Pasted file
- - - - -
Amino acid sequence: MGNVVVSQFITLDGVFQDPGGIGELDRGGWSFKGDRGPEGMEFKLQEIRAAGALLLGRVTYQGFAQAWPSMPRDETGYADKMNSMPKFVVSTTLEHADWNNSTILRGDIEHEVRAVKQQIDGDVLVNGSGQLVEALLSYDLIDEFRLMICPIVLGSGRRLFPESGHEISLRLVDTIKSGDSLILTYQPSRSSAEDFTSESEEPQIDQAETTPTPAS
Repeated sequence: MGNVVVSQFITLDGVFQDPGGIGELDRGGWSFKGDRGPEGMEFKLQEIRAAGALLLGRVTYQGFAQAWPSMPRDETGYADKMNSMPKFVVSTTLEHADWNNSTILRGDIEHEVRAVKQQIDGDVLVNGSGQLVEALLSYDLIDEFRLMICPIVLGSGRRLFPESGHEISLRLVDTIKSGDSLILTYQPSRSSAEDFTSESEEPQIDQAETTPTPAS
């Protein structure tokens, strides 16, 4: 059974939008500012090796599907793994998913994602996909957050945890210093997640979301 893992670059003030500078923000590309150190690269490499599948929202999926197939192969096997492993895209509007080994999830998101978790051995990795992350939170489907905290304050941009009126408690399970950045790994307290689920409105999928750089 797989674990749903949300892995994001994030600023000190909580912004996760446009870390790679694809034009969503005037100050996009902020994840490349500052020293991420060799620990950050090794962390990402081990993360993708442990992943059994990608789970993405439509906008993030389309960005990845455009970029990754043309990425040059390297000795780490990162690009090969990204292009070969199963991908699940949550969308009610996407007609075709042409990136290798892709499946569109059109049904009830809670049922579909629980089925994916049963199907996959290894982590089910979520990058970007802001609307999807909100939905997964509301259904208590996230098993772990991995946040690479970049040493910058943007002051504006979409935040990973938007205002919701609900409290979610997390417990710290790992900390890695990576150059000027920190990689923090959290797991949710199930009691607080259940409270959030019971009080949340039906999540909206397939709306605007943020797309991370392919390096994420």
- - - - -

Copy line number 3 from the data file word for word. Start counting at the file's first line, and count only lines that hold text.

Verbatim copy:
């Protein structure tokens, strides 16, 4: 059974939008500012090796599907793994998913994602996909957050945890210093997640979301 893992670059003030500078923000590309150190690269490499599948929202999926197939192969096997492993895209509007080994999830998101978790051995990795992350939170489907905290304050941009009126408690399970950045790994307290689920409105999928750089 797989674990749903949300892995994001994030600023000190909580912004996760446009870390790679694809034009969503005037100050996009902020994840490349500052020293991420060799620990950050090794962390990402081990993360993708442990992943059994990608789970993405439509906008993030389309960005990845455009970029990754043309990425040059390297000795780490990162690009090969990204292009070969199963991908699940949550969308009610996407007609075709042409990136290798892709499946569109059109049904009830809670049922579909629980089925994916049963199907996959290894982590089910979520990058970007802001609307999807909100939905997964509301259904208590996230098993772990991995946040690479970049040493910058943007002051504006979409935040990973938007205002919701609900409290979610997390417990710290790992900390890695990576150059000027920190990689923090959290797991949710199930009691607080259940409270959030019971009080949340039906999540909206397939709306605007943020797309991370392919390096994420």